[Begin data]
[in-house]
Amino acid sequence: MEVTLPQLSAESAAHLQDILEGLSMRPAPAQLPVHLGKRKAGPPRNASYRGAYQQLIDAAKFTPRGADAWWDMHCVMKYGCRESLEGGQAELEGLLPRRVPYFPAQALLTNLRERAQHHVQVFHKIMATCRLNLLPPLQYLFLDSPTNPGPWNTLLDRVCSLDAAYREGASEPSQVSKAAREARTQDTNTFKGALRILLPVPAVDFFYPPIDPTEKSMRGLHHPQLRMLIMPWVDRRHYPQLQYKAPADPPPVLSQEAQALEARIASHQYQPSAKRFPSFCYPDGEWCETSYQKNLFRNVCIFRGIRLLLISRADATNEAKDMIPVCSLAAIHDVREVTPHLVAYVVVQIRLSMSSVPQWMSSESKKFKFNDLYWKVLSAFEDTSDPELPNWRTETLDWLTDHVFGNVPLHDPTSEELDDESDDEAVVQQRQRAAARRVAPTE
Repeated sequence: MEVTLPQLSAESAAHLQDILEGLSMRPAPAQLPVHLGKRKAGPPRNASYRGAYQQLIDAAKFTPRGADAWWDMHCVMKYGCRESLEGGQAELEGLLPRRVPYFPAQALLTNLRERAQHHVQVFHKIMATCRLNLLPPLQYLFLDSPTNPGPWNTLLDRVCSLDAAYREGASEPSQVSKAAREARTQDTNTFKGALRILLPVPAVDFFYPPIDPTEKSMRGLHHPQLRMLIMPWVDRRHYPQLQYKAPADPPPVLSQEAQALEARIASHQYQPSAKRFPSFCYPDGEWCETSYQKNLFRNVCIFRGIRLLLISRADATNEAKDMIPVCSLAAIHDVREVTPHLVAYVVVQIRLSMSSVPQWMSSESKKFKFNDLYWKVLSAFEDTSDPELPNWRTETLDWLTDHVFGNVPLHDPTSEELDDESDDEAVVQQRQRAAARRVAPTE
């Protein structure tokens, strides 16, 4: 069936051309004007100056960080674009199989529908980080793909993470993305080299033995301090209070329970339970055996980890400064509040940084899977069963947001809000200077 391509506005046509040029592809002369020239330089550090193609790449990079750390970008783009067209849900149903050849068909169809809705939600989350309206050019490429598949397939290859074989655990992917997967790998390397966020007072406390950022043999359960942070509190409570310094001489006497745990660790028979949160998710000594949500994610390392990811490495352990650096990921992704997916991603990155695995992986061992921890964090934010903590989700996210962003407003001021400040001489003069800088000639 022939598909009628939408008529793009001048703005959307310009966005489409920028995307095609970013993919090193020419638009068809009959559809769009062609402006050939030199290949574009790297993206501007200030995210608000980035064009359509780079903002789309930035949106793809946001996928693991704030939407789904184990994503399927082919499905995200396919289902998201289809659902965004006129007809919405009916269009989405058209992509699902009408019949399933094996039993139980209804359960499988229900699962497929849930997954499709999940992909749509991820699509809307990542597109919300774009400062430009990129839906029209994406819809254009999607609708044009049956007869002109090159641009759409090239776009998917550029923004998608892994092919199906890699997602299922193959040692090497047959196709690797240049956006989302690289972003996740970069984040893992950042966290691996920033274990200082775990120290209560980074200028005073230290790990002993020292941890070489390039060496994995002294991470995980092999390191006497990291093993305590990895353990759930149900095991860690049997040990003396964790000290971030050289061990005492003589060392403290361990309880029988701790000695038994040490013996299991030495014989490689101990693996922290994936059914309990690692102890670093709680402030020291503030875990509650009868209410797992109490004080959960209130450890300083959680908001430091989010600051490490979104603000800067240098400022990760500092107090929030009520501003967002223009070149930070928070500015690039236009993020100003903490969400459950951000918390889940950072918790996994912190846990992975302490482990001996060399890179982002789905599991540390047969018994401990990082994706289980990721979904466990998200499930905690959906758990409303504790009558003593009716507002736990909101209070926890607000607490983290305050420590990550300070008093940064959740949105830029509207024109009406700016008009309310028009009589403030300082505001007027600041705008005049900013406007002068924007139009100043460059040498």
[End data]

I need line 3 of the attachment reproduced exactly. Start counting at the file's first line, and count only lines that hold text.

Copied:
Repeated sequence: MEVTLPQLSAESAAHLQDILEGLSMRPAPAQLPVHLGKRKAGPPRNASYRGAYQQLIDAAKFTPRGADAWWDMHCVMKYGCRESLEGGQAELEGLLPRRVPYFPAQALLTNLRERAQHHVQVFHKIMATCRLNLLPPLQYLFLDSPTNPGPWNTLLDRVCSLDAAYREGASEPSQVSKAAREARTQDTNTFKGALRILLPVPAVDFFYPPIDPTEKSMRGLHHPQLRMLIMPWVDRRHYPQLQYKAPADPPPVLSQEAQALEARIASHQYQPSAKRFPSFCYPDGEWCETSYQKNLFRNVCIFRGIRLLLISRADATNEAKDMIPVCSLAAIHDVREVTPHLVAYVVVQIRLSMSSVPQWMSSESKKFKFNDLYWKVLSAFEDTSDPELPNWRTETLDWLTDHVFGNVPLHDPTSEELDDESDDEAVVQQRQRAAARRVAPTE